SPARTA — Ian Lawrence’s budding shooting career took a couple steps backward this week — a positive in the trap shooting world.
Shooting from the 18-yard line, Lawrence, who will be an eighth-grader at Herrin Middle School this fall, broke all 100 targets Friday in the Gipson-Ricketts Handicap at the Grand American, pushing him back to the 20-yard line.
Non-plussed by the advancement, the 13-year-old broke 99 targets in Sunday’s Blaser Handicap. Lawrence won the event in a shoot-off with two other competitors.
He will be shooting from 22 yards in his next competition at Sparta’s World Shooting and Recreational Complex.
Lawrence said the longer distances won’t bother him.
“You’re at the 16-yard line (singles distance), that’s what you have to think about,” he said. “It’s just like any other target you’re going to break. You take them one at a time. I had a man tell me that. That’s pretty good advice.”
Lawrence has shown remarkable poise for someone who had never run 100 straight in competition before.
“Well, the first thing I did was hit my shell as far as I could (when it popped out of the chamber) because I was really happy,” he said. “I just started laughing. I’d done it in practice, but never in competition. I figured this was a pretty good place to do it.
“It’s all in your head. You have to put your mind to shooting good. It’s not just going out there and shooting. There are a lot of excuses for shooting bad or shooting good, but it’s all you. You can’t blame anyone else. It’s all in your head.”
That’s great in theory, but when faced with breaking his first 100, Lawrence felt some jitters.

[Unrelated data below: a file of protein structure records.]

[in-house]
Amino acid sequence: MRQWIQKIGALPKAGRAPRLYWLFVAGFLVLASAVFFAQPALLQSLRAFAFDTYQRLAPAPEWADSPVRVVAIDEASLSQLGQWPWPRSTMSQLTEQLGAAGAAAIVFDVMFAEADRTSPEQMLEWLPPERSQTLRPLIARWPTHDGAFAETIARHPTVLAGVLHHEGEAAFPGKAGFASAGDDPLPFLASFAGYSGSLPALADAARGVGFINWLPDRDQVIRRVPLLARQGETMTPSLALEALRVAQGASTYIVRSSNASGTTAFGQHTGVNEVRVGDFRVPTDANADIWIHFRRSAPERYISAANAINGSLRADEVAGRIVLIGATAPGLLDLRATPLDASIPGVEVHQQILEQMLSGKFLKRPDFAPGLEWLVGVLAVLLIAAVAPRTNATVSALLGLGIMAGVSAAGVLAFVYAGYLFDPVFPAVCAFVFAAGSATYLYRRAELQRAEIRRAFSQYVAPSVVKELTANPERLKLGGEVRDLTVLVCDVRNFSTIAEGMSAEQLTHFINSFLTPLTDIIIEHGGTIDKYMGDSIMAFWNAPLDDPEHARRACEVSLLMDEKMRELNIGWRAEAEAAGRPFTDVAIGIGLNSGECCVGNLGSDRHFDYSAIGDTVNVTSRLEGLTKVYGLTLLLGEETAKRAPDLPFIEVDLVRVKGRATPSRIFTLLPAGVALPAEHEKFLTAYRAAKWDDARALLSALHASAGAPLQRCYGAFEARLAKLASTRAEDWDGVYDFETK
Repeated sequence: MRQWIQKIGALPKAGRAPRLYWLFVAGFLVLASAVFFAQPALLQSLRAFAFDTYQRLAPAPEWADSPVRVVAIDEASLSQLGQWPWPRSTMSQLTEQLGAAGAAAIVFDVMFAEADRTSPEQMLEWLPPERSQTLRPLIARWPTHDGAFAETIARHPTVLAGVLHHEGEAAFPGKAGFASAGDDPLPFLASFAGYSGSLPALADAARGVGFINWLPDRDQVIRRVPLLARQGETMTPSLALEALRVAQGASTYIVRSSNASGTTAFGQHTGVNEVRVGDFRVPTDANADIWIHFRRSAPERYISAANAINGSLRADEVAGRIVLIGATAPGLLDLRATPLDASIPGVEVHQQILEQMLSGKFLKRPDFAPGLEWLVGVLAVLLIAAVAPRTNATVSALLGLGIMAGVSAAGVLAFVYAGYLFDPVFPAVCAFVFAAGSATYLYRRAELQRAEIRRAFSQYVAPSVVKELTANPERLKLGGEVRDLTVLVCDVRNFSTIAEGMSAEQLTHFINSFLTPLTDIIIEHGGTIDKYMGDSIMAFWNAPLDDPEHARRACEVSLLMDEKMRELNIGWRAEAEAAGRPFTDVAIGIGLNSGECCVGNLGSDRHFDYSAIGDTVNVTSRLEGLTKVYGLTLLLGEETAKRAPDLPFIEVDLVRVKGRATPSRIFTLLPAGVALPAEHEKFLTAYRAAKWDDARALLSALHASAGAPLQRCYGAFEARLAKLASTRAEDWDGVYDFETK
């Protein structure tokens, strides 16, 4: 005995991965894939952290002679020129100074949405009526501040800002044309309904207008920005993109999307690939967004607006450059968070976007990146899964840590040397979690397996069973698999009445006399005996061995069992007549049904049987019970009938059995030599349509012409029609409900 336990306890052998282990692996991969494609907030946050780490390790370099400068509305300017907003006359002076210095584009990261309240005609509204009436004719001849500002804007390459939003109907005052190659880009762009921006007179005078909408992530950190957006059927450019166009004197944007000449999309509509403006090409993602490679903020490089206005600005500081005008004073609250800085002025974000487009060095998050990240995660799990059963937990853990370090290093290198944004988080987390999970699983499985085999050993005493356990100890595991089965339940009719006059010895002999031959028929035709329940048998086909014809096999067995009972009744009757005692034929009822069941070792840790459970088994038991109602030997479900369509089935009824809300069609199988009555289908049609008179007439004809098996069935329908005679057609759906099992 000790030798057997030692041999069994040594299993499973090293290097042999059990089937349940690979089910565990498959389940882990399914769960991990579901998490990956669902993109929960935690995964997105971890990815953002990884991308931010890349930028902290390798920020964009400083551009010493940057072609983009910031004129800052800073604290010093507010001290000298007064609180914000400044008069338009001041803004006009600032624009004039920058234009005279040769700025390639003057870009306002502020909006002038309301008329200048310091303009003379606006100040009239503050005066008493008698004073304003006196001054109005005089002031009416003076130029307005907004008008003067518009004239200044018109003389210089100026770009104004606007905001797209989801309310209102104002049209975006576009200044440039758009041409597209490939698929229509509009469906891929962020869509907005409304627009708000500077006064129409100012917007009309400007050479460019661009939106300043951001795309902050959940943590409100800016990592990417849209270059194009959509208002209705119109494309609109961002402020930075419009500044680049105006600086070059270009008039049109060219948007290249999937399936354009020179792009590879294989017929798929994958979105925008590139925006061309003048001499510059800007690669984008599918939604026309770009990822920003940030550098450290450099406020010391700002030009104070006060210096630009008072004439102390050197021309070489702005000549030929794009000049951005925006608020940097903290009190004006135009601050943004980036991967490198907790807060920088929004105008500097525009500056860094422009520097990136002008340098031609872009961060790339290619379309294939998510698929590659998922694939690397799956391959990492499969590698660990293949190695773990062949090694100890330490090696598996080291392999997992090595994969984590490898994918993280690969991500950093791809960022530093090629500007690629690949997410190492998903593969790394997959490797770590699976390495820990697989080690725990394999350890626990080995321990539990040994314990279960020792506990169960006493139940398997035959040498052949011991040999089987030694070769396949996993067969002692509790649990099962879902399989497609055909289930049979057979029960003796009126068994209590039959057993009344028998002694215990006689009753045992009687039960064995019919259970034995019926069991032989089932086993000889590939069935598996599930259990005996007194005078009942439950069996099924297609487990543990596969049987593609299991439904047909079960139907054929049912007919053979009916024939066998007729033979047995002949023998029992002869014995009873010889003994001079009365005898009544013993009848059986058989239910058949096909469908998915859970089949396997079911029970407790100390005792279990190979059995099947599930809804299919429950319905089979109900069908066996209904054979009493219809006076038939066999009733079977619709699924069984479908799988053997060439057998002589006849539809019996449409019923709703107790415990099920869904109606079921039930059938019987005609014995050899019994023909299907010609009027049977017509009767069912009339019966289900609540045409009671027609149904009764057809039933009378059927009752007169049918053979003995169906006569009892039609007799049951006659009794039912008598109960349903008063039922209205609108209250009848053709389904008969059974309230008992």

“Well, it’s pretty exciting and pretty nerve-racking, especially on the last 25,” he said. “The last five birds were really nerve-racking. I was really shaky.”
But the last one?
“I smoked it,” he said.
Those nerves were calmed a bit when Lawrence learned he was the only shooter with a perfect score. That allowed him to avoid a shoot-off.
“That was really big, really big,” he said.
Despite the temporary bout with nerves, Lawrence is nothing if not methodical when competing.
When it’s his turn to shoot, Lawrence tugs at this cap and adjusts his shooting glasses. After stretching his neck, he lifts his shotgun and taps the forearm with his fingers.
Just before he says “Pull,” he turns his head slightly to the right and spits.
It is the same routine, in the same rhythm, on every shot.
“It just happens that when I do that, I shoot better,” Lawrence said. “I do the same thing every time. When I do that, I shoot better, so that’s my routine.”
The routine has carried him to a pair of individual titles, defeating shooters with years of experience, including professionals who are pictured in advertisements in the Grand American program.
Not bad for someone who started shooting four years ago. Lawrence said, he has a natural talent for the sport.
“I don’t want to brag on myself, but I was pretty good,” he said.
The results speak for themselves.